Early pregnancy diagnosis and embryo/fetus mortality in cattle
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Pregnancy diagnosis by transrectal ultrasonography (using a 5 MHZ linear probe) presented the maximum sensitivity and negative predictive values at day 26 and day 29 after estrus in heifers and cows, respectively. Palpation per rectum using the fetal membrane slip for pregnancy diagnosis did not increase embryo/fetus mortality when compared with a positive control group of non-palpated females. The use of a controlled randomized block design was a useful approach to study this problem. Blocking for category and number of embryos allowed us to remove these confounding factors. Factors that affected pregnancy loss during the first four months of pregnancy were: period of pregnancy, age of the animal, number of previous lactations and number of embryos. Pregnancy loss was higher during the embryonic than fetal periods. Spontaneous embryo/fetal mortality increased with the age of the animal and lactation number. The risk of spontaneous embryo/fetus mortality was higher in twin than in single pregnancies. Two types of embryo/fetus mortality were noted: Type I and Type II. Type I was characterized by presence of positive fetal membrane slip by palpation per rectum, signs of degeneration by transrectal ultrasonography and persistence of a functional corpus luteum. The uterus took approximately 3 weeks to be noted clean by transrectal ultrasonography and the animals showed estrus one month after the conceptus was diagnosed dead. Type II was characterized by absence of positive signs of pregnancy by palpation per rectum, absence of signs of degeneration by transrectal ultrasonography and absence of a functional corpus luteum. Pregnancy loss in nuclear transfer derived embryos was higher compared to in vivo derived embryos produced by artificial insemination. Pregnancy loss occurred mainly during the transition from the embryonic to the fetal period. Embryo/fetus mortality detected was Type I. Progesterone produced by the corpus luteum was noted at pregnancy levels for approximately two weeks after embryo/fetus death. Protein B, a hormonal placental marker, was maintained at pregnancy levels for approximately 3 weeks after embryo/fetus death. No differences in the levels of the two hormones were noted when comparing females with dead or live conceptuses.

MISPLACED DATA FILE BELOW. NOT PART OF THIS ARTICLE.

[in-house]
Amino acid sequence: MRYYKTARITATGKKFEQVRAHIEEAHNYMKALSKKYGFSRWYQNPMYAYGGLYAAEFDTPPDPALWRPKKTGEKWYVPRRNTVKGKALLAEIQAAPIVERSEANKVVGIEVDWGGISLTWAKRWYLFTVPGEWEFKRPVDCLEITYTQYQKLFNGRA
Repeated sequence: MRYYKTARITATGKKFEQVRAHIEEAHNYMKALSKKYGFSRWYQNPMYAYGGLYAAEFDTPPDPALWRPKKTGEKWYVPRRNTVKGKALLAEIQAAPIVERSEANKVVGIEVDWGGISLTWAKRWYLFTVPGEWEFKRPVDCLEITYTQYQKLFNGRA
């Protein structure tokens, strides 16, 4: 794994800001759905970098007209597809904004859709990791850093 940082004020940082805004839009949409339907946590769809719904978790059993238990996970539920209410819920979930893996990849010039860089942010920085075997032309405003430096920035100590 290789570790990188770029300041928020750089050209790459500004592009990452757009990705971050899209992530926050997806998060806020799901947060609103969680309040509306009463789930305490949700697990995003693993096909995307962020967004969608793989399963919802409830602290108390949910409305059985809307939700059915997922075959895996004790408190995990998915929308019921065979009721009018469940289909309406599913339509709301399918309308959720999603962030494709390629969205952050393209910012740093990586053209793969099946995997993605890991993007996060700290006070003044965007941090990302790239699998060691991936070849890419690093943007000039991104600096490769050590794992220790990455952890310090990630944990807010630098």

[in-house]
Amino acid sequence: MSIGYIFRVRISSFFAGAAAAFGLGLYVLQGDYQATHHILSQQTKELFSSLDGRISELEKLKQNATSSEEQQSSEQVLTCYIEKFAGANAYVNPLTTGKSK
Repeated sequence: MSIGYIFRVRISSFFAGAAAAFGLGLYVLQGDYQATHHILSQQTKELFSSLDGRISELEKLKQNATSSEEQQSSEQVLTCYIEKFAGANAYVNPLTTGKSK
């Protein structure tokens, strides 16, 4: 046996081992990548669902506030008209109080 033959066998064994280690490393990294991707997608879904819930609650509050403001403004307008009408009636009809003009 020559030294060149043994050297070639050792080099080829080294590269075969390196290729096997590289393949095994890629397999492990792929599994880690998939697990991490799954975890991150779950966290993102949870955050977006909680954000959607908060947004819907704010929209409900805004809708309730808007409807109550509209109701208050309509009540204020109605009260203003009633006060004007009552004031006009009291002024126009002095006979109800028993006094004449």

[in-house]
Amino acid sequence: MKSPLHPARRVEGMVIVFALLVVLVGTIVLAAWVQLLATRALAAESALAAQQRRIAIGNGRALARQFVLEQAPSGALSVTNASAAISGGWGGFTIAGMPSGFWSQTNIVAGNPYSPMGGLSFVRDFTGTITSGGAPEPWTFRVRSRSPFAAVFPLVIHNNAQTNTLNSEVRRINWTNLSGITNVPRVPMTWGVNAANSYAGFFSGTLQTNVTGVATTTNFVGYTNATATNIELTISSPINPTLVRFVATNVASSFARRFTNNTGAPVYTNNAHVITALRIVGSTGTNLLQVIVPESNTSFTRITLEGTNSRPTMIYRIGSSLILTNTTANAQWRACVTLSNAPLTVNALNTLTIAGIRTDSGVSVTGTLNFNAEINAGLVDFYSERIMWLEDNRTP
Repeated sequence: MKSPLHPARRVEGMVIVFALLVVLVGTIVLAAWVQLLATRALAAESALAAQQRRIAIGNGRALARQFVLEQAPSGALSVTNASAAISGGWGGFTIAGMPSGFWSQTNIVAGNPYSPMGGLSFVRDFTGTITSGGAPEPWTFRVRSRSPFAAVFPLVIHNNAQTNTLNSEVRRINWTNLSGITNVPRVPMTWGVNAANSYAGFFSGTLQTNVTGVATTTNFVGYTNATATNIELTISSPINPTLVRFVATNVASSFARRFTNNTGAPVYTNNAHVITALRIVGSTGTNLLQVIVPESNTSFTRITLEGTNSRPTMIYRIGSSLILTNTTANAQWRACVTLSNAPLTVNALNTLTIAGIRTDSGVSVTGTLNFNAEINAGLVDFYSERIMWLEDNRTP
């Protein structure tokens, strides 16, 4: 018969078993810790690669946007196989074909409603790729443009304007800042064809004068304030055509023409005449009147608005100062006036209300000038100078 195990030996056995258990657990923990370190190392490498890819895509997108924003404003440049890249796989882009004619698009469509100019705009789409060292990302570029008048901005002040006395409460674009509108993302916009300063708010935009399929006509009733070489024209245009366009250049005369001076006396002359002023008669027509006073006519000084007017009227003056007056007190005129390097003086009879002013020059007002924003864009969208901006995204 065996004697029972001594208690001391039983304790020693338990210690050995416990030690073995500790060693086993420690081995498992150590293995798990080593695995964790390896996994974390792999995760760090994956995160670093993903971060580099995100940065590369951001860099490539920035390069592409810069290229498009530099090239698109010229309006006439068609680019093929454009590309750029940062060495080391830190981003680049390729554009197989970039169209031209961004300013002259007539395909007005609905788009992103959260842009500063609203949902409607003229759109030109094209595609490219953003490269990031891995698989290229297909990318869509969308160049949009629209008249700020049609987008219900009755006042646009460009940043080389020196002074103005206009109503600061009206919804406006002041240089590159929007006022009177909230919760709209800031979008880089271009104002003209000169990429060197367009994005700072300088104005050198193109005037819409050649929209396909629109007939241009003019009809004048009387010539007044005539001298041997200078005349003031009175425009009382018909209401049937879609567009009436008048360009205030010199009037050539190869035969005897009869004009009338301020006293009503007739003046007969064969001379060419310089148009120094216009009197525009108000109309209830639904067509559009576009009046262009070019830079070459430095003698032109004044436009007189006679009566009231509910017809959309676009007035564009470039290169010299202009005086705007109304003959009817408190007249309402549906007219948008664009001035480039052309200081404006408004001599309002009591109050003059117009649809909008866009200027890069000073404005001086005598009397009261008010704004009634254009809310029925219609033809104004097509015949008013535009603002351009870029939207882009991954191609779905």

Romano, Juan Eduardo (2004). Early pregnancy diagnosis and embryo/fetus mortality in cattle. Doctoral dissertation, Texas A&M University. Texas A&M University. Available electronically from